Component Lost Near Okinawa

The United States Marine Corps is investigating the disappearance of an explosives-containing component used to power various aircraft ejection and safety systems.

A 23 March 2023 post-flight inspection of an AH-1Z Viper helicopter operated by the 1st Marine Aircraft Wing (MAW) determined subject component had gone missing in the vicinity of Okinawa, Japan—so reported the Marine Corps Times.

The diminutive component—measuring less than 1.5-inches tall and wide—contains approximately 0.16 ounces (4.5-grams) of Trinitrotoluene, more commonly known as TNT. The energy liberated by one gram of TNT has been arbitrarily defined, as a matter of convention, to be 4,184 J (joules). Approximately 9.8 joules are required to lift a one-kilogram mass one meter skyward under ISA conditions. Ergo, 4,184 joules—the energy equivalent of the missing TNT—represents energy enough to move 427-kilograms (941-pounds) a significant distance.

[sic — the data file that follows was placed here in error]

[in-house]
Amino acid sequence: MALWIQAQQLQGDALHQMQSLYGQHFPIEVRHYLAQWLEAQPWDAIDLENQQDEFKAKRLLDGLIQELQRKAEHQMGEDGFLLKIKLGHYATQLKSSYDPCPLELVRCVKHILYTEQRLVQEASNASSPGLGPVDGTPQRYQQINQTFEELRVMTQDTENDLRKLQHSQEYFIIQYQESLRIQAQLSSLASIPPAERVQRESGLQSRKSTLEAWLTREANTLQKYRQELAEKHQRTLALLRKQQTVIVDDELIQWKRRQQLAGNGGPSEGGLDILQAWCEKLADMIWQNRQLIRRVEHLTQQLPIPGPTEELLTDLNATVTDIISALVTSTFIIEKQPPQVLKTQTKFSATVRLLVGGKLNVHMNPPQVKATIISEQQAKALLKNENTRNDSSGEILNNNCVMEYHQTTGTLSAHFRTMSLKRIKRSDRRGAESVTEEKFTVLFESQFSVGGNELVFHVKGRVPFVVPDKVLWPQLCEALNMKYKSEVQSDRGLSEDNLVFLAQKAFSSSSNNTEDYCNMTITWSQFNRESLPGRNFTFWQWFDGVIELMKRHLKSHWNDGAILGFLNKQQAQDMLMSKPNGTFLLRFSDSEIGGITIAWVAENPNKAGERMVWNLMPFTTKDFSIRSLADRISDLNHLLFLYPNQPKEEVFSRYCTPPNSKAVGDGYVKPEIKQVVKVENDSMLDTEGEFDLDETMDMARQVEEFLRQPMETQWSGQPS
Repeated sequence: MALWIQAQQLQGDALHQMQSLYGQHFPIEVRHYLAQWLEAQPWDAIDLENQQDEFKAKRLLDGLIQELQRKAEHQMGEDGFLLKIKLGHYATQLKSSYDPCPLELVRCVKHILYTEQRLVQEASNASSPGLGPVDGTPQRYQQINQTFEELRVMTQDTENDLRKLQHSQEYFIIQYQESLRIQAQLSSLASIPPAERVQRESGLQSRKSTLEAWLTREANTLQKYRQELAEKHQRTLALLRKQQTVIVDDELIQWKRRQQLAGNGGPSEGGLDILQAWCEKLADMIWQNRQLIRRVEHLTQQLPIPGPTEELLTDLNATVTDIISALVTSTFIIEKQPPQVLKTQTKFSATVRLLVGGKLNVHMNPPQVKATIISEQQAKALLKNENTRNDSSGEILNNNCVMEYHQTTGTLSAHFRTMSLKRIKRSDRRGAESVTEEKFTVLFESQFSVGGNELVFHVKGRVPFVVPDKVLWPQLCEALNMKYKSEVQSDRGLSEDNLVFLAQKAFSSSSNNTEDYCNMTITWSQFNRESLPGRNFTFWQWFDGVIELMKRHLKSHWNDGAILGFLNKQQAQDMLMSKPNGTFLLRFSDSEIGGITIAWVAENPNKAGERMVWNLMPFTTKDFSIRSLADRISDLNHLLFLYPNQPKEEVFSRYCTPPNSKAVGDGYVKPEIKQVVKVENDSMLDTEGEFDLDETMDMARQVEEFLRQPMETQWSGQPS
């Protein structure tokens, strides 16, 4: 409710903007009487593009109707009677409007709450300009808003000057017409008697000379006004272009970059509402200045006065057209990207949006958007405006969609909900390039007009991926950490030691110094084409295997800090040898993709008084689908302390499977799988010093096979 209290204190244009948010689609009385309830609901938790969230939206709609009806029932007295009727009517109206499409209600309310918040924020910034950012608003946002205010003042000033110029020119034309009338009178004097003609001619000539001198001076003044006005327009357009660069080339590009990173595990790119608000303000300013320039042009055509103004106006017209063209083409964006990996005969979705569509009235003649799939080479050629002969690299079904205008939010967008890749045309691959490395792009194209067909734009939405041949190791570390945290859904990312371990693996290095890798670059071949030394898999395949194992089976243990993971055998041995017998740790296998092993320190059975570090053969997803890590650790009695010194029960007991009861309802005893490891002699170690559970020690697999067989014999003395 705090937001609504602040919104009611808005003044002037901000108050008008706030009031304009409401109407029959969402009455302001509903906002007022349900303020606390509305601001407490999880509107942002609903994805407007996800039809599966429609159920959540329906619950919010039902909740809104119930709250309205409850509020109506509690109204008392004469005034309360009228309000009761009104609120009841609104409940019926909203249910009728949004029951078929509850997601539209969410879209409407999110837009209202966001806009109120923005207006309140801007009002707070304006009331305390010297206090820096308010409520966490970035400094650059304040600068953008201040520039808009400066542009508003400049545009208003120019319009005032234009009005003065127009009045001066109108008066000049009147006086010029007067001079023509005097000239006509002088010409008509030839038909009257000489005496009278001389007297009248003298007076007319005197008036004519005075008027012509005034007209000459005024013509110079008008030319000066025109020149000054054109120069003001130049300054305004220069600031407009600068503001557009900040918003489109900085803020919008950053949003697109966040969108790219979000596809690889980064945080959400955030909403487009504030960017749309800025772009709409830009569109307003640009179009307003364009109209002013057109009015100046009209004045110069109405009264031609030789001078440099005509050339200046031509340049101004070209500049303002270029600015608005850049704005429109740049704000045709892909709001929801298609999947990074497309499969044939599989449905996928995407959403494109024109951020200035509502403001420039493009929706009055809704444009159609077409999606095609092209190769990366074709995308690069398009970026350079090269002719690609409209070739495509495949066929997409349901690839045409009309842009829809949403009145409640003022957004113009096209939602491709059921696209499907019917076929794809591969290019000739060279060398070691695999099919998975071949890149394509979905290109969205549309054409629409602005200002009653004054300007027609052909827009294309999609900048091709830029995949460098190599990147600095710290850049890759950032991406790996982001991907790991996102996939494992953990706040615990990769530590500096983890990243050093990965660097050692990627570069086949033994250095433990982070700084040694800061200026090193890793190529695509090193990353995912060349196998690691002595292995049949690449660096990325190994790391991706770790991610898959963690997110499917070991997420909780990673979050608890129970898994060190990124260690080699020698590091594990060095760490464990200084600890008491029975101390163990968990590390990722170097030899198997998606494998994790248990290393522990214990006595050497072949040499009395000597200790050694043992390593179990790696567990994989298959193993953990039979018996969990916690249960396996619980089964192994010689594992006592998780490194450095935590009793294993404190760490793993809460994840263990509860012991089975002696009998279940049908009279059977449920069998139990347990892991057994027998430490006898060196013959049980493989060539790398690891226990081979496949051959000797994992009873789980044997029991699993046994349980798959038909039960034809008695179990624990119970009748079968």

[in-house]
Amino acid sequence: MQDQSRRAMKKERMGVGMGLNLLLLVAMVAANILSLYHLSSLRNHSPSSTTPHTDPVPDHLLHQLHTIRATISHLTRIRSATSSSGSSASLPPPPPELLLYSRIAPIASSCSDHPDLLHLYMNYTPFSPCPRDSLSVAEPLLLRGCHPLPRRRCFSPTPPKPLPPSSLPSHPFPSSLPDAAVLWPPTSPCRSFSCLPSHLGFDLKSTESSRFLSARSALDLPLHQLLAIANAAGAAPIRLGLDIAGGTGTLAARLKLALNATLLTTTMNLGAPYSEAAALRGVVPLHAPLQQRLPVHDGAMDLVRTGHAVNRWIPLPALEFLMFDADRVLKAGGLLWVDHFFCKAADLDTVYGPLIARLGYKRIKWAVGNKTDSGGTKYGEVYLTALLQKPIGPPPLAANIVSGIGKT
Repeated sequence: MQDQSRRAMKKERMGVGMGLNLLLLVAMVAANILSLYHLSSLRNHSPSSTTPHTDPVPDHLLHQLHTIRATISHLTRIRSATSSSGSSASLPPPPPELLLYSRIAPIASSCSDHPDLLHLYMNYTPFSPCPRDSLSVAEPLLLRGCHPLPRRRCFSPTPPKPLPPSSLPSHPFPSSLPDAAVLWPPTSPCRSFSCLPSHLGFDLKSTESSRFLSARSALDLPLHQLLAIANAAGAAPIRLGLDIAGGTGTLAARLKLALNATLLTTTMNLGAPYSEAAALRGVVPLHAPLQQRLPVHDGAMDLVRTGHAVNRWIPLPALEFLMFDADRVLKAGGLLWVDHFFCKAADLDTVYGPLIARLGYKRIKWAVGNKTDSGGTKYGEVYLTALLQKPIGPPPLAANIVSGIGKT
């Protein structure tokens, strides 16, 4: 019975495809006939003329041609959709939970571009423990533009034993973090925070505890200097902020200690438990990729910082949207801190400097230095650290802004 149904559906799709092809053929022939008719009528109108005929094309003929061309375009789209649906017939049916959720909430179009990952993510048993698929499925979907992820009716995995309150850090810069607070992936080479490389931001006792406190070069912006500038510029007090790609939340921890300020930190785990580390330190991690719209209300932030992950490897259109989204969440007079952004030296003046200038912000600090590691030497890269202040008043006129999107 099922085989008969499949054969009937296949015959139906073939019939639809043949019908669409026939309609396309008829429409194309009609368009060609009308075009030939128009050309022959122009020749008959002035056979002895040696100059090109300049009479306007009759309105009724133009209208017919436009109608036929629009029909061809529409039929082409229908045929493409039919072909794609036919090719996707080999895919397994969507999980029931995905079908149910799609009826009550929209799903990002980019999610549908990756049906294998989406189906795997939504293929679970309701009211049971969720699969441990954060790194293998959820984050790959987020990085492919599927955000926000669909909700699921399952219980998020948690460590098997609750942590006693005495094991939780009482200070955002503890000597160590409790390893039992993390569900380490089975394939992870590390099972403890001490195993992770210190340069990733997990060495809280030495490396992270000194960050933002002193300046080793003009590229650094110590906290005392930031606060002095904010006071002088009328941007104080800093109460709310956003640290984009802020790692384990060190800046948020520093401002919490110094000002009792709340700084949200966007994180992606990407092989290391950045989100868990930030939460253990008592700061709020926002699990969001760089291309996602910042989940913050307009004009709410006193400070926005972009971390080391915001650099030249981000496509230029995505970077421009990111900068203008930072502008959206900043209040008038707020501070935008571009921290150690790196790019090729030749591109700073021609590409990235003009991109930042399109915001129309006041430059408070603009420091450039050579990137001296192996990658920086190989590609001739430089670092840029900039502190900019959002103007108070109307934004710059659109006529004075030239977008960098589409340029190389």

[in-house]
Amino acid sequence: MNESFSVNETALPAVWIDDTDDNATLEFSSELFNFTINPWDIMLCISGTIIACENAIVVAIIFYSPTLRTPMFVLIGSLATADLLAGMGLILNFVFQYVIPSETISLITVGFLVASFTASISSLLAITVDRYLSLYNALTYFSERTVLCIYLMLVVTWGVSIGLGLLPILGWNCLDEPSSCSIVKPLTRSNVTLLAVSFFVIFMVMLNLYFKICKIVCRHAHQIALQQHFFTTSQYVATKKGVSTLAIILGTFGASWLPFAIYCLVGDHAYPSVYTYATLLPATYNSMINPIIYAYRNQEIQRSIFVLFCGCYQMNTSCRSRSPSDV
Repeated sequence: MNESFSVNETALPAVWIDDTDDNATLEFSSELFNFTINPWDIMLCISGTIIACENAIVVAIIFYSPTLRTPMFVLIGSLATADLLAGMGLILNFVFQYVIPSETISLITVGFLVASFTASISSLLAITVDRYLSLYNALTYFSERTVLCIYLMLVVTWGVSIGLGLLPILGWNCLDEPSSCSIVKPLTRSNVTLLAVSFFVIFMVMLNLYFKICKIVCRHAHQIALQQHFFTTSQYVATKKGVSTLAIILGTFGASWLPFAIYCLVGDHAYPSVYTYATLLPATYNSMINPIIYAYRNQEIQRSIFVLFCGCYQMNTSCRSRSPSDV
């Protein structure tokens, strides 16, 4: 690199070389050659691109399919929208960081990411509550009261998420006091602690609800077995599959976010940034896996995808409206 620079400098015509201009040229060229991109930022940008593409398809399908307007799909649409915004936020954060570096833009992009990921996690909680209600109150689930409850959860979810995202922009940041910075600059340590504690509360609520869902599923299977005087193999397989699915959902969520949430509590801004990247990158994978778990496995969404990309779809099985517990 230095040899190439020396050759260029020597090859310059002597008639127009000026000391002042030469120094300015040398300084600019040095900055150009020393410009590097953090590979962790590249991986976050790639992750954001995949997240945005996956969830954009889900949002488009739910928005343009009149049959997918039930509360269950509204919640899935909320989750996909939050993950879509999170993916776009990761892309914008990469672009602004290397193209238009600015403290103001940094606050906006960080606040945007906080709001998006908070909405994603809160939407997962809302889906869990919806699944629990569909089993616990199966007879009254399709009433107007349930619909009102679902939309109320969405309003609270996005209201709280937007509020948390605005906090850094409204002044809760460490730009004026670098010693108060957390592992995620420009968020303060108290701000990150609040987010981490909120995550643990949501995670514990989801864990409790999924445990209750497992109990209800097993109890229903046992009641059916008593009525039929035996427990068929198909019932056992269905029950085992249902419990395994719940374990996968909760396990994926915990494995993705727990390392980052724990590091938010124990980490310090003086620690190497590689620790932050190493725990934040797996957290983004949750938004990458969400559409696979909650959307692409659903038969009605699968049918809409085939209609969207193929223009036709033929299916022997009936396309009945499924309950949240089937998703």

The Marine Corps stated: “1st MAW takes all aviation-related events seriously and is conducting a thorough assessment of the incident.”

The 1st Marine Aircraft Wing is part of III Marine Expeditionary Force and is headquartered at Okinawa, Japan’s Camp Foster.

The helicopter from which the component was reported missing had recently flown near southern Okinawa, Japan—primarily over water. The helicopter’s crew, according to the Marine Corps’ statement, did not observe the device separate or drop from the aircraft.

Neither damage nor injuries resultant of the incident were reported.

The Okinawa Defense Bureau—the agency to which the U.S. Marine Corps has requested the missing component’s discovery be reported—set forth there is negligible risk of the gadget detonating. 

FMI: www.marines.mil